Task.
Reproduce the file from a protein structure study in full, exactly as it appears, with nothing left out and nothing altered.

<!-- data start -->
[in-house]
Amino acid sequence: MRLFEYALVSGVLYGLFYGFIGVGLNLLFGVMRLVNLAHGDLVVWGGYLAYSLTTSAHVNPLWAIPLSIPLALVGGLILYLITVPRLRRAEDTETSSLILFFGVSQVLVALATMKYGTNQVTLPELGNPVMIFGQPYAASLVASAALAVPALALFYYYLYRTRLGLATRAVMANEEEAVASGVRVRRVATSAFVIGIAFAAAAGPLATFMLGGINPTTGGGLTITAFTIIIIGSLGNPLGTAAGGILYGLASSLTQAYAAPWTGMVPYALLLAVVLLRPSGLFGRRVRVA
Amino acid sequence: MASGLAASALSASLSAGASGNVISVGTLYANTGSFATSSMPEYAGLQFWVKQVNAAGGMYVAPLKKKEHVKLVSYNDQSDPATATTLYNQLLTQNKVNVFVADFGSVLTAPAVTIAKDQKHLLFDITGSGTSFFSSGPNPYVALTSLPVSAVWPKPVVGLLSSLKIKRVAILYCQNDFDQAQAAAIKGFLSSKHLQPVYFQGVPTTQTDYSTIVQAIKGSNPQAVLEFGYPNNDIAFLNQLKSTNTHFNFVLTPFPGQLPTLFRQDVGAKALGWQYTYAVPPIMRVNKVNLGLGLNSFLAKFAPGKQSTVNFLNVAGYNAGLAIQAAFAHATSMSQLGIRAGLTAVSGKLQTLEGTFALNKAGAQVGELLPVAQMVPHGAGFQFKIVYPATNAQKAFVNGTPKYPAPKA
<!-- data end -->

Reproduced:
[in-house]
Amino acid sequence: MRLFEYALVSGVLYGLFYGFIGVGLNLLFGVMRLVNLAHGDLVVWGGYLAYSLTTSAHVNPLWAIPLSIPLALVGGLILYLITVPRLRRAEDTETSSLILFFGVSQVLVALATMKYGTNQVTLPELGNPVMIFGQPYAASLVASAALAVPALALFYYYLYRTRLGLATRAVMANEEEAVASGVRVRRVATSAFVIGIAFAAAAGPLATFMLGGINPTTGGGLTITAFTIIIIGSLGNPLGTAAGGILYGLASSLTQAYAAPWTGMVPYALLLAVVLLRPSGLFGRRVRVA
Amino acid sequence: MASGLAASALSASLSAGASGNVISVGTLYANTGSFATSSMPEYAGLQFWVKQVNAAGGMYVAPLKKKEHVKLVSYNDQSDPATATTLYNQLLTQNKVNVFVADFGSVLTAPAVTIAKDQKHLLFDITGSGTSFFSSGPNPYVALTSLPVSAVWPKPVVGLLSSLKIKRVAILYCQNDFDQAQAAAIKGFLSSKHLQPVYFQGVPTTQTDYSTIVQAIKGSNPQAVLEFGYPNNDIAFLNQLKSTNTHFNFVLTPFPGQLPTLFRQDVGAKALGWQYTYAVPPIMRVNKVNLGLGLNSFLAKFAPGKQSTVNFLNVAGYNAGLAIQAAFAHATSMSQLGIRAGLTAVSGKLQTLEGTFALNKAGAQVGELLPVAQMVPHGAGFQFKIVYPATNAQKAFVNGTPKYPAPKA